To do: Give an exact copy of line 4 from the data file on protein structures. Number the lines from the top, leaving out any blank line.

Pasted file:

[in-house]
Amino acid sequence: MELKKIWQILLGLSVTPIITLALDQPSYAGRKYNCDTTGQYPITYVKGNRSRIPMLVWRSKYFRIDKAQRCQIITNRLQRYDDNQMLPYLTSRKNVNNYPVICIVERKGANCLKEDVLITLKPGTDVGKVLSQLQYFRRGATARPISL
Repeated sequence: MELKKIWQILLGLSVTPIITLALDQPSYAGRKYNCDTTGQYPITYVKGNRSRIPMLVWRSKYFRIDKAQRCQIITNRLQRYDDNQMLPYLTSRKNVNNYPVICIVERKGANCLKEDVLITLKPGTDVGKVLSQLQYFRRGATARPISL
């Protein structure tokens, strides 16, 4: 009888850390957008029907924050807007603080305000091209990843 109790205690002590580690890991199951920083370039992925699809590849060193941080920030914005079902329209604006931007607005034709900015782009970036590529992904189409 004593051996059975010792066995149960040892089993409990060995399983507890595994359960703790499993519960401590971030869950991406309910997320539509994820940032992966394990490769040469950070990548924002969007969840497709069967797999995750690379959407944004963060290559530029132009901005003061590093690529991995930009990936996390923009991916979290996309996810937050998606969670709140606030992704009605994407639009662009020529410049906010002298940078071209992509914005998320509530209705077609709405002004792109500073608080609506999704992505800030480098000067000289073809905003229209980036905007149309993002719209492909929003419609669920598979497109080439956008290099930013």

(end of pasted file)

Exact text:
């Protein structure tokens, strides 16, 4: 009888850390957008029907924050807007603080305000091209990843 109790205690002590580690890991199951920083370039992925699809590849060193941080920030914005079902329209604006931007607005034709900015782009970036590529992904189409 004593051996059975010792066995149960040892089993409990060995399983507890595994359960703790499993519960401590971030869950991406309910997320539509994820940032992966394990490769040469950070990548924002969007969840497709069967797999995750690379959407944004963060290559530029132009901005003061590093690529991995930009990936996390923009991916979290996309996810937050998606969670709140606030992704009605994407639009662009020529410049906010002298940078071209992509914005998320509530209705077609709405002004792109500073608080609506999704992505800030480098000067000289073809905003229209980036905007149309993002719209492909929003419609669920598979497109080439956008290099930013």